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J Cell Biol. 2006 Jul 31;174(3):369-77. Epub 2006 Jul 24.

Identification of Golgi-localized acyl transferases that palmitoylate and regulate endothelial nitric oxide synthase.

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Department of Pharmacology and Program in Vascular Cell Signaling and Therapeutics, Boyer Center for Molecular Medicine, Yale University School of Medicine, New Haven, CT 06536, USA.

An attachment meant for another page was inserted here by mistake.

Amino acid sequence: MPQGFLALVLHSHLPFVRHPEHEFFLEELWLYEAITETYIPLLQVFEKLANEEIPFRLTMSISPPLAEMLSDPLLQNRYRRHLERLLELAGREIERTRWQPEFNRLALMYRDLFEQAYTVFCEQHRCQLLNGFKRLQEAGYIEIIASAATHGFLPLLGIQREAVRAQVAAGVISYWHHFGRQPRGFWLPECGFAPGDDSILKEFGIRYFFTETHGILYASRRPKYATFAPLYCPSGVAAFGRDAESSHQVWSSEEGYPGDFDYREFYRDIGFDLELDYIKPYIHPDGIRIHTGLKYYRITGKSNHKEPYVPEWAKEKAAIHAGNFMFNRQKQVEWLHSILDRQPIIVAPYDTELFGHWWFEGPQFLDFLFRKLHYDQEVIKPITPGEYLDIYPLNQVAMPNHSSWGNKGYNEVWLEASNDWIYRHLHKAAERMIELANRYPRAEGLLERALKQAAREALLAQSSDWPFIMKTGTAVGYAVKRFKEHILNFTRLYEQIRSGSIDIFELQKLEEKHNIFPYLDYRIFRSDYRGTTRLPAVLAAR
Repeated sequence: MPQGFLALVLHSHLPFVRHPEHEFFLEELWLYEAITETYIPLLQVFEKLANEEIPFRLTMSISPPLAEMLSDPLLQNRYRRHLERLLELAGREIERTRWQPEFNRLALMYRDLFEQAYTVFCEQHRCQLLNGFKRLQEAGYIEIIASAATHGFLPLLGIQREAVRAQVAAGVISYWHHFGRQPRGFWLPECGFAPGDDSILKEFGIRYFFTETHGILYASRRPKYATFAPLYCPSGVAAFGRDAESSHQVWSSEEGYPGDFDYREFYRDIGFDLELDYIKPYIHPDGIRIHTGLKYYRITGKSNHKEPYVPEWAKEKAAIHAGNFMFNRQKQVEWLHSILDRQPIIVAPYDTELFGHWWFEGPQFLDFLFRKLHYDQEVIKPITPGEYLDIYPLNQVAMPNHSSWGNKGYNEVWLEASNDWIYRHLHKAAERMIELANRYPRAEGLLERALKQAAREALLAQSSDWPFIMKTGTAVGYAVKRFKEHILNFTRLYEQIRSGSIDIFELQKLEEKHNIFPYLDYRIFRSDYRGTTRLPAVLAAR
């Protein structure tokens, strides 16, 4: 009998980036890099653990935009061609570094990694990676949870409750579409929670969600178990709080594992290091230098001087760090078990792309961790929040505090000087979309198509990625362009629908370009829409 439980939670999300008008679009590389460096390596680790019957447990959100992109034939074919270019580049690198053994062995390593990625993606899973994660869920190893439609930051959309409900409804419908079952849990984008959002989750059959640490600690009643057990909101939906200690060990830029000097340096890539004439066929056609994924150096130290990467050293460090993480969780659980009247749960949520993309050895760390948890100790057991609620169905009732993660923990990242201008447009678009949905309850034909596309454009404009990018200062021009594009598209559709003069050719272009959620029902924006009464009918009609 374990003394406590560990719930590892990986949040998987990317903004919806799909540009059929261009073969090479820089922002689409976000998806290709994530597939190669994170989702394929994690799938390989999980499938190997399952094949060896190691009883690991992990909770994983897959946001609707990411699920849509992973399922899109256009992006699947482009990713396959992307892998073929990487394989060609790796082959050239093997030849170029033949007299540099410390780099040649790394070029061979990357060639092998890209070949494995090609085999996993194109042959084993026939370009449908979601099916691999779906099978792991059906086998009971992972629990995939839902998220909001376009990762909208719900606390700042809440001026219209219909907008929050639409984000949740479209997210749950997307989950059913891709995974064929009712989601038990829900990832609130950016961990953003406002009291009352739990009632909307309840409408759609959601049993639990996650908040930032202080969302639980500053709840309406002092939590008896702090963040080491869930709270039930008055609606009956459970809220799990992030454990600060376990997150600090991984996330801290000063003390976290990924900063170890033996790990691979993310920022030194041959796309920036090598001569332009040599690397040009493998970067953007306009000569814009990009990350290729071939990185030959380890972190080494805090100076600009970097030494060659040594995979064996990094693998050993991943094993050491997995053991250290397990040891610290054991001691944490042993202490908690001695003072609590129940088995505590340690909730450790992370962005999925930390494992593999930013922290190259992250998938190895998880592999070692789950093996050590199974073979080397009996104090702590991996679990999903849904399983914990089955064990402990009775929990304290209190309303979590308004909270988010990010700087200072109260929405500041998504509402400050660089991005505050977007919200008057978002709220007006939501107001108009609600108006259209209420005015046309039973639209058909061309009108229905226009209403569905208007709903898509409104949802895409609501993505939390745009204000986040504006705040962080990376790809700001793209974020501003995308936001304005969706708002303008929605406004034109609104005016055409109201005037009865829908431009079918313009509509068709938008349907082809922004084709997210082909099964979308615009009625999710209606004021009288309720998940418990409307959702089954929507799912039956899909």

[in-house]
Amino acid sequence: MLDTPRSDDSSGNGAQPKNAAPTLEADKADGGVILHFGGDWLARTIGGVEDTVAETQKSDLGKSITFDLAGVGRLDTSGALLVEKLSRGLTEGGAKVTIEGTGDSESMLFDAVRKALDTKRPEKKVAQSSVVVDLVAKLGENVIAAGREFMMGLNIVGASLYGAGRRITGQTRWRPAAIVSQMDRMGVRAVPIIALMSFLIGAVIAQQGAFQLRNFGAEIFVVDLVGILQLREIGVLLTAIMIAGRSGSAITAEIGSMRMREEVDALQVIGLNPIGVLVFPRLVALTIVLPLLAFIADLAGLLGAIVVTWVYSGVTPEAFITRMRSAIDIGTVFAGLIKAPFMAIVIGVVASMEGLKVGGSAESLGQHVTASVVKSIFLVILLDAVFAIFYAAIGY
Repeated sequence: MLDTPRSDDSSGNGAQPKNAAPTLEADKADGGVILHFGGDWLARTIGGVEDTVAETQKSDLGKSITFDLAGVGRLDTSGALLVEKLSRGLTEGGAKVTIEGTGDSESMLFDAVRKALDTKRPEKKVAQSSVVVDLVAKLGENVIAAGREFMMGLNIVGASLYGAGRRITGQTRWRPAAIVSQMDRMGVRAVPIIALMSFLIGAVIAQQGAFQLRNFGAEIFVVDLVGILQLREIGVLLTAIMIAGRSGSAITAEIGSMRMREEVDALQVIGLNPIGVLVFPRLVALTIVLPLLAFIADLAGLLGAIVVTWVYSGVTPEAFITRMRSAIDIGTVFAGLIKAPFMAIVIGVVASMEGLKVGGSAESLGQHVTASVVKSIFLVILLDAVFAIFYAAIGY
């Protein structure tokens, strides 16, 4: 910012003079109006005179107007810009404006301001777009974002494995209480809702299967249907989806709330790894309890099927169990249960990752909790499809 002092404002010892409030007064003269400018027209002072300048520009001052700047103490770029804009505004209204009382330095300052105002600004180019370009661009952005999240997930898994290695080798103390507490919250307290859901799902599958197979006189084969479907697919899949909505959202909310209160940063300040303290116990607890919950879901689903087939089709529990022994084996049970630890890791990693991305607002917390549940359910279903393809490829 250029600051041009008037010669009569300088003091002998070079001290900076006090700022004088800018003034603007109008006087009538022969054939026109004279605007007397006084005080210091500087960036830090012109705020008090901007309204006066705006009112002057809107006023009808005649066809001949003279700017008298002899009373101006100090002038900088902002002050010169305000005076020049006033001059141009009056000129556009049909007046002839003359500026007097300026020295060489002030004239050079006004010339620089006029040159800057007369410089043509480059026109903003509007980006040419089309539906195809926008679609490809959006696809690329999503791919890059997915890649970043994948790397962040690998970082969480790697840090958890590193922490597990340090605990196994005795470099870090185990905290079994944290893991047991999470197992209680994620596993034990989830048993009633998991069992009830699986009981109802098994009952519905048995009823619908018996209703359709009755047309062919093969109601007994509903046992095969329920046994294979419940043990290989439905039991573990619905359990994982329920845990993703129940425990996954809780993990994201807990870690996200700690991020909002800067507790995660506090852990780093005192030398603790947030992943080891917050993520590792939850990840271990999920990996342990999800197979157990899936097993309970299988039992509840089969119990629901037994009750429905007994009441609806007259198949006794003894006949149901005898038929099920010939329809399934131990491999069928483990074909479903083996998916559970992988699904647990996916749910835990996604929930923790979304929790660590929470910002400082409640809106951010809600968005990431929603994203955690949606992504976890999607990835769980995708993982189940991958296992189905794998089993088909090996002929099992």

Lipid modifications mediate the subcellular localization and biological activity of many proteins, including endothelial nitric oxide synthase (eNOS). This enzyme resides on the cytoplasmic aspect of the Golgi apparatus and in caveolae and is dually acylated by both N-myristoylation and S-palmitoylation. Palmitoylation-deficient mutants of eNOS release less nitric oxide (NO). We identify enzymes that palmitoylate eNOS in vivo. Transfection of human embryonic kidney 293 cells with the complementary DNA (cDNA) for eNOS and 23 cDNA clones encoding the Asp-His-His-Cys motif (DHHC) palmitoyl transferase family members showed that five clones (2, 3, 7, 8, and 21) enhanced incorporation of [3H]-palmitate into eNOS. Human endothelial cells express all five of these enzymes, which colocalize with eNOS in the Golgi and plasma membrane and interact with eNOS. Importantly, inhibition of DHHC-21 palmitoyl transferase, but not DHHC-3, in human endothelial cells reduces eNOS palmitoylation, eNOS targeting, and stimulated NO production. Collectively, our data describe five new Golgi-targeted DHHC enzymes in human endothelial cells and suggest a regulatory role of DHHC-21 in governing eNOS localization and function.

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